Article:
Doug-Dun Corp. v. Simms

Annotate this Case

31 Md. App. 350 (1976)

357 A.2d 392

DOUG-DUN CORPORATION v. JAMES SIMMS.

No. 644, September Term, 1975.

Court of Special Appeals of Maryland.

Decided May 5, 1976.

The cause was argued before MORTON, DAVIDSON, MOORE and MELVIN, JJ.

Submitted on brief by Joseph Charles Jacobs and David R. Cuttler for appellant.

Russell C. Milburn for appellee.

MOORE, J., delivered the opinion of the Court.

The sole issue on this appeal is whether the Chancellor *351 committed reversible error when he dismissed appellant's bill of complaint for injunctive and other relief after a hearing on appellee's motion ne recipiatur.

The record does not contain any transcript of the proceedings below. The appeal is before us on appellant's bill of complaint with attached exhibits, the motion ne recipiatur and objection thereto and the court's "Memorandum of Opinion." We glean from the bill of complaint and exhibits that appellant was a tenant of appellee, operating a restaurant business in Severna Park, Anne Arundel County. Following extensive damage to the premises by fire, appellant and appellee entered into negotiations for the sale of the business, including a liquor license, and the leasing of the premises to a third party. These negotiations failed, however, and the landlord brought an action for summary ejectment in the District Court for Anne Arundel County and recovered a judgment on February 13, 1975 in the sum of $4500.00, representing rentals past due. No timely appeal from that judgment was made within the two-day period prescribed by § 8-401 (f), Annot. Code of Md., Real Prop. Art. (1975 Cum. Supp.).

On February 19, 1975, tenant-appellant's counsel mailed to counsel for appellee an uncertified check in the amount of the judgment. This was, of course, an attempted exercise by the tenant-appellant of his right to redemption of the leased premises pursuant to § 8-401 (e) of the aforesaid Article which provides:

" the tenant shall have the right to redemption of the leased premises by tendering in cash, certified check or money order to the landlord or his agent all past due rent and late fees, plus all court awarded costs and fees, at any time before actual execution of the eviction order." (Emphasis added.)

Since the proffered payment did not comply with the above provisions the landlord-appellee exercised his rights of repossession of the premises by filing a petition for a *352 Warrant of Restitution on February 17, 1975 and the warrant was duly filed and issued the same day.

Appellant's bill of complaint alleged substantially the above facts and claimed that the repossession of the restaurant premises was unlawful. It sought an injunction against the landlord's interference with the use and enjoyment of the premises as well as damages for trespass and for interference with and interruption of the restaurant business.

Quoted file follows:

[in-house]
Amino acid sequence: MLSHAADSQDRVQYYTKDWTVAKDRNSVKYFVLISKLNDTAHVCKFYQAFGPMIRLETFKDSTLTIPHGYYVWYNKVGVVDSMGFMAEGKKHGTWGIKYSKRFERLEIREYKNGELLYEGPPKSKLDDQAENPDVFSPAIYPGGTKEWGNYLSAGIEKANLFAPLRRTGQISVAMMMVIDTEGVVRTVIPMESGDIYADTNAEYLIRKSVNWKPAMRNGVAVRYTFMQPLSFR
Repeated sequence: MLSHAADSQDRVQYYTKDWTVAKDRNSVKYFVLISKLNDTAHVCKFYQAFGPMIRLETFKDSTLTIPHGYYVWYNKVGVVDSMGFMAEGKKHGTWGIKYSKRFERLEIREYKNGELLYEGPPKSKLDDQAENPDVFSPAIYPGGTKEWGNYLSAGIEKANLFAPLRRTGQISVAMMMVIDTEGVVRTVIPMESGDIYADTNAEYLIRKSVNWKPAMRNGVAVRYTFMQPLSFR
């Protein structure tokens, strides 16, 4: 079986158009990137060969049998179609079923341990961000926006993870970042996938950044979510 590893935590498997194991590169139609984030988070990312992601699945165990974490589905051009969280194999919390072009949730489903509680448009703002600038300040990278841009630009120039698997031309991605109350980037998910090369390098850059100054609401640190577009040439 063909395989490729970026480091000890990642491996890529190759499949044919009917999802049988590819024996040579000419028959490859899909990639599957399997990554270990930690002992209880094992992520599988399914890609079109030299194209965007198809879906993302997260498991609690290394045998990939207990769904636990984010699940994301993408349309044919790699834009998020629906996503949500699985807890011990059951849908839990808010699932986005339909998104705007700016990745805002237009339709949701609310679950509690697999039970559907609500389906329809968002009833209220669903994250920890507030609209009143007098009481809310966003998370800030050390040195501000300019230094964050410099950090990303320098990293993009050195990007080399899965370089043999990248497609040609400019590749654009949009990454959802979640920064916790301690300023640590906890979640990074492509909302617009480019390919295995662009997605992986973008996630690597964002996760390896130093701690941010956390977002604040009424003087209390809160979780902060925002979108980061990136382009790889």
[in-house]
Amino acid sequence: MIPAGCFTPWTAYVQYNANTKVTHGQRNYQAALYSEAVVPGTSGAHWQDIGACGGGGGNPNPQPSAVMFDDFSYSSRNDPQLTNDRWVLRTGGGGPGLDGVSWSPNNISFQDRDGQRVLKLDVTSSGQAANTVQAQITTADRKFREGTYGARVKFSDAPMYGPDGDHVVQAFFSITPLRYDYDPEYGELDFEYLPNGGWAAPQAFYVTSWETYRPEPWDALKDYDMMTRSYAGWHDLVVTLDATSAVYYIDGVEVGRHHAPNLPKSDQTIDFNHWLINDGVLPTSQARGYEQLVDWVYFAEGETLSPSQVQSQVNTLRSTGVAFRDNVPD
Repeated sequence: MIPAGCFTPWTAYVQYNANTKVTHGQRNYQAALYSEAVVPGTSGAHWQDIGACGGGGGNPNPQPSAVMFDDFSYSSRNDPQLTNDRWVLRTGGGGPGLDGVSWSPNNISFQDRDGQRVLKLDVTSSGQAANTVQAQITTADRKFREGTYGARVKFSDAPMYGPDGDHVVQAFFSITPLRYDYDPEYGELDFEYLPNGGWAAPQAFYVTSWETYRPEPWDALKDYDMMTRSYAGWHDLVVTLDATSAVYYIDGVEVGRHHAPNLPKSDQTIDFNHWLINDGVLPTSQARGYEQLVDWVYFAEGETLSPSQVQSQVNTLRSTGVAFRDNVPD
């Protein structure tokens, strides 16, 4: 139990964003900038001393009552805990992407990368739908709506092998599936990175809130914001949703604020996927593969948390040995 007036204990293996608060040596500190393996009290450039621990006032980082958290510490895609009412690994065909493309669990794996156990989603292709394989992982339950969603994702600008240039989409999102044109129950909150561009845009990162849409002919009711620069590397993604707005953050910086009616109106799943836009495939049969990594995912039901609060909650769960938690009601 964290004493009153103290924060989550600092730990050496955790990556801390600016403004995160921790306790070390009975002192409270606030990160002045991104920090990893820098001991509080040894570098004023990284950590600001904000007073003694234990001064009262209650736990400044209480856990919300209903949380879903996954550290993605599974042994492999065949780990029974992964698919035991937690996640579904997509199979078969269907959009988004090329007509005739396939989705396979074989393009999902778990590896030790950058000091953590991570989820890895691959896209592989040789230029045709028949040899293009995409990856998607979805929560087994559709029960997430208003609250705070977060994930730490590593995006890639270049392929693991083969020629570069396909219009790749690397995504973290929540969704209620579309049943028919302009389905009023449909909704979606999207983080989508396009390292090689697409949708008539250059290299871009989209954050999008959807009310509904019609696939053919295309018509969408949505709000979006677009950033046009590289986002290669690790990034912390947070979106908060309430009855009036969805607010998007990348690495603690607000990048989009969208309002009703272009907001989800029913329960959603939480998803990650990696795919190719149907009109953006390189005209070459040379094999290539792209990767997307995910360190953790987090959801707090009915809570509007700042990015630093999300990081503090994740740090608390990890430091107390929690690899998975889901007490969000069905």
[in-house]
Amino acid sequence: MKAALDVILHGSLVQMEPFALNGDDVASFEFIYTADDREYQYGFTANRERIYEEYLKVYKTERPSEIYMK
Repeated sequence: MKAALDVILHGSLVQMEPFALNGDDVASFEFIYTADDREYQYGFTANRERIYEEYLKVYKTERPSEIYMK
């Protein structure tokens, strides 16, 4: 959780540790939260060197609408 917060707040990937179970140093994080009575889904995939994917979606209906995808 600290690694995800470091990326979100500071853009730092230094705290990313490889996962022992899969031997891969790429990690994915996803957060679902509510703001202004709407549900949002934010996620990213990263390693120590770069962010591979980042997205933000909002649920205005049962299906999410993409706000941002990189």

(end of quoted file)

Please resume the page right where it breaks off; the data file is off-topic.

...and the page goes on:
The motion ne recipiatur interposed by the landlord-appellee under Maryland Rule 322 asserted as grounds for the motion that the judgment in the District Court of Maryland was res judicata and also that there was an adequate remedy at law. On June 17, 1975, after a hearing on the motion ne recipiatur held in open court on June 13, 1975, it was ordered that the motion ne recipiatur "is sustained and the bill of complaint is dismissed without leave to amend, with costs of suit to be paid by complainant." In the memorandum which accompanied the Order, the Chancellor wrote:

"The plaintiff, having failed to allege any facts which would bring himself within the purview of the statute, and having been evicted before complying with the payment provisions of the statute, it is difficult to see how this court could find a basis for equitable relief. "It follows, therefore, that the defendant's motion should be granted and the bill of complaint dismissed with costs to the defendant."

It is apparent that the Chancellor disposed of the bill of complaint as if the case were before the court on a demurrer or a motion for summary judgment.[1] Maryland Rule 322 entitled, Motion Ne Recipiatur or to Strike, is as follows:

"A motion that any pleading be not received *353 either because it is filed too late or is not properly verified, or for any other reason, as well as any motion to strike out any preceding motion for any reason, may be made either by a motion ne recipiatur or by a motion to strike, or both."

In a footnote to a discussion of motions ne recipiatur the editor of Poe's Pleading and Practice poses the question: